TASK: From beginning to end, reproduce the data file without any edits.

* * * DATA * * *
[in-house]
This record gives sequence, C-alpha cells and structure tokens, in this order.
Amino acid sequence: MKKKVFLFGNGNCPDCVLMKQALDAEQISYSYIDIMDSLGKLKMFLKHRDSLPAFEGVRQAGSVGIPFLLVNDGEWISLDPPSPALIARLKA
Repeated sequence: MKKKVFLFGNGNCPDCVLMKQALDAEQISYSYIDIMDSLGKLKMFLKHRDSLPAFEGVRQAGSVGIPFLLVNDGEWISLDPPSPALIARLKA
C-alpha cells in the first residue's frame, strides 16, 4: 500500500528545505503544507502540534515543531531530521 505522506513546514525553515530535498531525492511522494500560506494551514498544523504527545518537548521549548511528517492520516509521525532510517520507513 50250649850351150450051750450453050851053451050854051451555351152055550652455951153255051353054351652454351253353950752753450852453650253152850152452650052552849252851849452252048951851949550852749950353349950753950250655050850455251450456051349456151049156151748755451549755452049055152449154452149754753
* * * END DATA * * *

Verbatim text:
[in-house]
This record gives sequence, C-alpha cells and structure tokens, in this order.
Amino acid sequence: MKKKVFLFGNGNCPDCVLMKQALDAEQISYSYIDIMDSLGKLKMFLKHRDSLPAFEGVRQAGSVGIPFLLVNDGEWISLDPPSPALIARLKA
Repeated sequence: MKKKVFLFGNGNCPDCVLMKQALDAEQISYSYIDIMDSLGKLKMFLKHRDSLPAFEGVRQAGSVGIPFLLVNDGEWISLDPPSPALIARLKA
C-alpha cells in the first residue's frame, strides 16, 4: 500500500528545505503544507502540534515543531531530521 505522506513546514525553515530535498531525492511522494500560506494551514498544523504527545518537548521549548511528517492520516509521525532510517520507513 50250649850351150450051750450453050851053451050854051451555351152055550652455951153255051353054351652454351253353950752753450852453650253152850152452650052552849252851849452252048951851949550852749950353349950753950250655050850455251450456051349456151049156151748755451549755452049055152449154452149754753